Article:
On top of all the environmental threats – from Asian killer hornets to chemical fertilizers and mobile phone masts – Portuguese beekeepers have a new headache to try and cope with: marauding Spanish bees, sited in hives “placed in the dead of night” ‘taking advantage’ of Portugal’s rich supply of flora.
Just as Spanish fishermen are blamed with fishing in Portuguese waters, so too are Spanish beekeepers for hijacking Portuguese pollen.
Says Público, the situation is driving Portuguese beekeepers to despair.
The problem isn’t only that they have to share space with bees that should be in another country, but that while they have endless bureaucratic demands to satisfy, Spanish beekeepers are free to do as they please.
They bring in their hives between autumn and spring in covered HGV’s – very often leaving them on land that doesn’t even belong to them, Paulo Ventura of the association of northeast transmontano beekeepers told Público.
And because Spanish beekeepers are not registered here, they don’t receive statutory checks from the authorities. This means they can cram as many hives as they like into a given space, allowing for diseases to flourish.
As furious beekeepers have explained, when authorities here do become aware of Spanish hives, they can’t contact the owners “because they are all in Spain”.
Paperwork may be filed, but it is rarely followed through as Spanish beekeepers give false details/ addresses, and no-one can ever find them.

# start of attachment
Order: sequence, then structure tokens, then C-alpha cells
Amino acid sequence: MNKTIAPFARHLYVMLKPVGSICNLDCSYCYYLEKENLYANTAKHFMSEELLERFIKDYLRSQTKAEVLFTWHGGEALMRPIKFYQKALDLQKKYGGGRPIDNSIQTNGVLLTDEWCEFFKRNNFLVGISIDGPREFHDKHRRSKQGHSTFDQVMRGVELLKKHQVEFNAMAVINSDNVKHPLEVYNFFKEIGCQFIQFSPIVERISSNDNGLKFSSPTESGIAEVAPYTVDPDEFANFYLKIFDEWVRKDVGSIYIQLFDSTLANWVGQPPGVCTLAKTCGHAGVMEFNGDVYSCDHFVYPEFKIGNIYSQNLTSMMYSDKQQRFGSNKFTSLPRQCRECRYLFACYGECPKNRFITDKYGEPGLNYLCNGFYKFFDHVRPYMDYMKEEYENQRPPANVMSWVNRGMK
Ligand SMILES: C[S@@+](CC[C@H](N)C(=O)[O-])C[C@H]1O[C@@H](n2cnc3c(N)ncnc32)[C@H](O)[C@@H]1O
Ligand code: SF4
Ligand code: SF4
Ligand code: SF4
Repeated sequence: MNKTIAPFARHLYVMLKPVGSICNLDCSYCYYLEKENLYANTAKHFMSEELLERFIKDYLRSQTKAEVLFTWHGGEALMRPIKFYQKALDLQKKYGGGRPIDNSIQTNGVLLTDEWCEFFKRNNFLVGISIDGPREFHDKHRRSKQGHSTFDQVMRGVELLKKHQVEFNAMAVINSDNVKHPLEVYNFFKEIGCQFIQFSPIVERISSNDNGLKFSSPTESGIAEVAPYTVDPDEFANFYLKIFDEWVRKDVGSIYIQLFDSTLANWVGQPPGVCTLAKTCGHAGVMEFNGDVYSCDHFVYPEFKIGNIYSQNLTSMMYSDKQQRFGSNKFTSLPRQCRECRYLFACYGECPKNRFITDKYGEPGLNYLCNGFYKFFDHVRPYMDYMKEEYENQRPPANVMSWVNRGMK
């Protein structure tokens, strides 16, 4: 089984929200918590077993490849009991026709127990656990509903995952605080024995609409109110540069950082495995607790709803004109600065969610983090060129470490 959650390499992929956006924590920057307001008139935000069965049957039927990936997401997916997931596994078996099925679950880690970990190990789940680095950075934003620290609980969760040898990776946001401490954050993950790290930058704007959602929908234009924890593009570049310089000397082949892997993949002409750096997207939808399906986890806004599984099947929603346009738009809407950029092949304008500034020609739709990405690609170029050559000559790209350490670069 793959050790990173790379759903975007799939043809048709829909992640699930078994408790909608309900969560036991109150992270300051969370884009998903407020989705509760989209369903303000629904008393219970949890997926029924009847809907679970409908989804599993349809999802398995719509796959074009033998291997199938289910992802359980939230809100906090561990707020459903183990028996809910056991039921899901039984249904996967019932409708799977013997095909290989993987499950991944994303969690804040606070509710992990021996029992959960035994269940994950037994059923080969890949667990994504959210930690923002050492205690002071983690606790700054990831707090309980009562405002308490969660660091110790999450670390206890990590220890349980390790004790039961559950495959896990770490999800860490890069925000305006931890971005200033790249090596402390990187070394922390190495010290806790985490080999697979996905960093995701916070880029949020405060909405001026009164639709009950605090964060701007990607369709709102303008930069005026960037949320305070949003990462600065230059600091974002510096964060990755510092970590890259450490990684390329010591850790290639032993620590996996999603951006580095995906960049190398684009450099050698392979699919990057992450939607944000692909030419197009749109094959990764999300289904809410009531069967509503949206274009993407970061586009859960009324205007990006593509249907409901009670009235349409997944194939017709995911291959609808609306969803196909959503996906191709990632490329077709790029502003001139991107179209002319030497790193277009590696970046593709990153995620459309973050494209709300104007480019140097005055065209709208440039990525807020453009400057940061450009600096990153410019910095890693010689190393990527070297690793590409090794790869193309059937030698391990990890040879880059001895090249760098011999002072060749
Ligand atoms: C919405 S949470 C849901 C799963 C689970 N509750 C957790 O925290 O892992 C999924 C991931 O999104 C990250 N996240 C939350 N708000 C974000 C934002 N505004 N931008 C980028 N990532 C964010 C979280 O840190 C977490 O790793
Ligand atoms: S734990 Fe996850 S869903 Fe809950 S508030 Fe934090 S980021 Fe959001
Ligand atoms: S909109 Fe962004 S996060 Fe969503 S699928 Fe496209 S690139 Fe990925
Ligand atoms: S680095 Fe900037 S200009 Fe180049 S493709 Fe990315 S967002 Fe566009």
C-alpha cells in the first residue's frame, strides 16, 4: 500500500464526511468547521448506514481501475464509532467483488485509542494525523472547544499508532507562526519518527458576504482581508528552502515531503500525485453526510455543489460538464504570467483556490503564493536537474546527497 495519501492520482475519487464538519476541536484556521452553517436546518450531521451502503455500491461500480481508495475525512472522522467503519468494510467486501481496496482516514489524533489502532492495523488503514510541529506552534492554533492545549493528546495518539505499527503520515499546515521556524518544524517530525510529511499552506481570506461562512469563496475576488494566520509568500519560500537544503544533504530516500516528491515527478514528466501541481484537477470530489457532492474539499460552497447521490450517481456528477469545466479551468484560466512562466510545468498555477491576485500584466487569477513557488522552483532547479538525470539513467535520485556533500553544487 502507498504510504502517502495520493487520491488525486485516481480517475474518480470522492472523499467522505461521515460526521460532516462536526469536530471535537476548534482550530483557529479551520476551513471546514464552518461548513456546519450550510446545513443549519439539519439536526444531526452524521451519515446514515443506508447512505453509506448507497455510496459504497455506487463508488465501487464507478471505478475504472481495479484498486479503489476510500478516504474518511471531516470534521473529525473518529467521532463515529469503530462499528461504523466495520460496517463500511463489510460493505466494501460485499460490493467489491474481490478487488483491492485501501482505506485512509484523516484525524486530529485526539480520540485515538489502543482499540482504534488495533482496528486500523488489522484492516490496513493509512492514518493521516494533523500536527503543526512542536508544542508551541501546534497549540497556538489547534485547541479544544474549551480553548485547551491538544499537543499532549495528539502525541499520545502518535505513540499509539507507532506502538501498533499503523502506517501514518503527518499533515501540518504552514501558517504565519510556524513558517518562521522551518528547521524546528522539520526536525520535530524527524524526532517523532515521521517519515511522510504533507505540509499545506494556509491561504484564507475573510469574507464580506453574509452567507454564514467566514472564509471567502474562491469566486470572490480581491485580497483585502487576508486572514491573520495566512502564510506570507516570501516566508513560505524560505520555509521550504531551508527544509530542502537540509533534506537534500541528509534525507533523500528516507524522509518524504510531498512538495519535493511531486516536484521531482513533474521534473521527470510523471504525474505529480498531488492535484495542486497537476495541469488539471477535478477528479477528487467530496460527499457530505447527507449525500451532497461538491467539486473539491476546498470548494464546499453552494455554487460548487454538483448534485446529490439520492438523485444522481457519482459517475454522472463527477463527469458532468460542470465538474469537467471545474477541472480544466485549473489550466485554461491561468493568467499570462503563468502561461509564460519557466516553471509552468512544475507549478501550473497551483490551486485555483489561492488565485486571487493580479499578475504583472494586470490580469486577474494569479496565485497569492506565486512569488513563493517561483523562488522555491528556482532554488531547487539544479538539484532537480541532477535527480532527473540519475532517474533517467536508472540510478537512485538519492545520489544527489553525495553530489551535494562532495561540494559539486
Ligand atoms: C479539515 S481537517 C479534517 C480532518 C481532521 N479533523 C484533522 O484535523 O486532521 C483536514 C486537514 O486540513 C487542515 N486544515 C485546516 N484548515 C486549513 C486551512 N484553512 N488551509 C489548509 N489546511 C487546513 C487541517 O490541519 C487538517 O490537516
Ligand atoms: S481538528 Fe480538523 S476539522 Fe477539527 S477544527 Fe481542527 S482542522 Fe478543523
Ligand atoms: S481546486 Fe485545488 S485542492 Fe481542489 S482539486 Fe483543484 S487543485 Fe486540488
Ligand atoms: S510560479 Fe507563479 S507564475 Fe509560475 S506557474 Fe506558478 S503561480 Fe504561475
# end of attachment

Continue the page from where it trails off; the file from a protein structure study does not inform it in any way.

João Tomé, president of the country’s association of professional beekeepers is now challenging the authorities to publish the number of complaints taken out against Spanish beekeepers, alongside the tally of results.
He claims the country is losing out on “millions of euros worth” of taxes that could be earnt from the production and sale of honey and pollen that instead pass every year to Spain.
As he stressed, the largest pollen producers in the world are based in Spain. “Around 70% is taken from Portugal to pay taxes in Salamanca”, he told Público.
But a source for DGAV veterinary authorities seemed unfazed by Público’s ‘exposé’, suggesting Spanish beekeepers feel Portuguese counterparts are often better off than they are.
The bottom line is that the trucks of hives look like they will be crossing the border every year for a while to come, installing their swarms for Portuguese ‘buzzman’s holidays’ among the heather, medronheiros, rosemary, lavender and thyme.